Fully satisfied with Kemper at home, rehearsal, studio and live.

  • I've been using my KPA live for several years. It is the best gear purchase I have ever made. It is extremely consistent (as many others have said) and easy to dial in to wherever you are playing. Although it seems like people are unsure and keeping their tube amps around, if you ask a lot of the users on this forum after they profiled their amps, they sold them or don't turn them on much anymore. The other thing that I think is genius about the Kemper is that you actually need 'real' amps for it to have something to profile, so not only does it create an accurate copy, if you want to get new profiles, you need to profile your amp again or profile a different amp. So, instead of killing the market for tube amps, it has kept it going and in addition made a great product for those of us that can't afford a whole bunch of boutique or vintage amps. The main thing is to be aware of the fact that a profile won't sound the same as a tube amp you are sitting next to when you play, it will sound like the mic'd up version of that tube amp played through a PA (or headphones, etc). Which is actually what you want your audience to hear anyway (and what they do hear on a recording). Good luck with your decision!

  • To get most out of your KPA (soundwise) it is recommendable to use FRFR speakers even on stage, though -as said above- it's a huge change of pardigm (I'm still adapting for now about 2 1/2 years). And to summarize all replies: A well sound-programmed KPA is unbeatable concerning sound quality for you and the public.
    Concerning "live-handling" I have to commit, there are more advantages for a real amp. It begins with: where to position your KPA (when not using a guitarbox to put it on). You need to make a bunch of connections (Floorboard, external stomps, P.A, Monitorbox, Wireless a.s.o.) while wiring up your combo and floorboard is no matter of time.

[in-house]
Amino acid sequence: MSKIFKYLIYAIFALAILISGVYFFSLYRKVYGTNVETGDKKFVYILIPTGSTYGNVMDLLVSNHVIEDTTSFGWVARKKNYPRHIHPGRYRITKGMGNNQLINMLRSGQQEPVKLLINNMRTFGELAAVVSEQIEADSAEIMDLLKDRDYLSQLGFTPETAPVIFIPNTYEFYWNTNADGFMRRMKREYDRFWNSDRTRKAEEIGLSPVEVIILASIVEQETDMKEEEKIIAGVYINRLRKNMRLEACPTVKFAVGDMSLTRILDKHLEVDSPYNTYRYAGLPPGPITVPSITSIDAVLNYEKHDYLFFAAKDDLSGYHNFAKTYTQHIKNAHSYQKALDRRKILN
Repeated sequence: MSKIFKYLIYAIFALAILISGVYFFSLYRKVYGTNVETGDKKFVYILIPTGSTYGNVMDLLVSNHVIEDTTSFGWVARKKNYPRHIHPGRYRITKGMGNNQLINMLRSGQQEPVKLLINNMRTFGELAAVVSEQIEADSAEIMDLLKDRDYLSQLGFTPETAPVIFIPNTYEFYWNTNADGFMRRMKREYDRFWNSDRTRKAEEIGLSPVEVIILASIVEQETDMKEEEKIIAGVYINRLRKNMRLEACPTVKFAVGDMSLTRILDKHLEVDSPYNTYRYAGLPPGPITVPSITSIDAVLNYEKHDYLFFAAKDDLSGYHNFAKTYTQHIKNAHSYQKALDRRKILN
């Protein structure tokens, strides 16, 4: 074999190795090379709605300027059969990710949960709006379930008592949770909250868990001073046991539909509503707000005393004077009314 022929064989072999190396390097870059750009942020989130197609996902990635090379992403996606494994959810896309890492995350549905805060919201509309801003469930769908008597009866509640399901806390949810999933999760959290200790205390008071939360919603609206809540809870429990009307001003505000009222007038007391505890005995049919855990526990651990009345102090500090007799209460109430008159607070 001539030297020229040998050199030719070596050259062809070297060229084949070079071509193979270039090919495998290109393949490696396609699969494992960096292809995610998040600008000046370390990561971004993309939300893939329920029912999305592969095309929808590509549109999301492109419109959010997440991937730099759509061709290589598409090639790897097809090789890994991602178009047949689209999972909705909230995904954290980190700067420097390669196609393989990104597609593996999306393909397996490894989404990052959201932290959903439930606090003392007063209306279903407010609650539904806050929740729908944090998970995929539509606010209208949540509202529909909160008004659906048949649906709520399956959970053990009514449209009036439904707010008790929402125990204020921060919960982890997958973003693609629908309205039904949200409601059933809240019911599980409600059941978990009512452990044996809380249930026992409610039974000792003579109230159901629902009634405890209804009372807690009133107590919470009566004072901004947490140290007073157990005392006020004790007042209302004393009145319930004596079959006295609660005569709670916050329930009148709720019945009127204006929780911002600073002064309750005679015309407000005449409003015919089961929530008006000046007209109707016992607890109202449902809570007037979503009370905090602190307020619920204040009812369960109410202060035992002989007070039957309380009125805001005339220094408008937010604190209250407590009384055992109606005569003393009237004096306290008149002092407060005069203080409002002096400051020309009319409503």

And at last, due to the fact, that the KPA has so many features, there are always a few parameters to tweak before starting to play. This lead me to use my combo-amp for live-venues like blues-sessions or jam-sessions as a guest. But when it comes to a gig of my own band, I always use my KPA.
    One thought still to the remote:
    It looks and feels very reliable/solid and for me the main advantage is, that it's powered and controlled via the KPA. The amendment with expression pedals is very well solved and also very reliable (I use Mission control pedals, very solid and good looking together with the remote). But the programming of the remote is not yet adaquate to these hardware quality because the looper still doesn't work as it is supposed to do, and the effect switches are only programmed for switching one effect on and off. Multi-assignment isn't possible and creation of effect-scenes is not intended to be implemented. But the Kemper-Team is really busy in user- and product-support, so that I'm convinced that this genious product will develop further on to the state-of-the-art of digital guitar-amplification.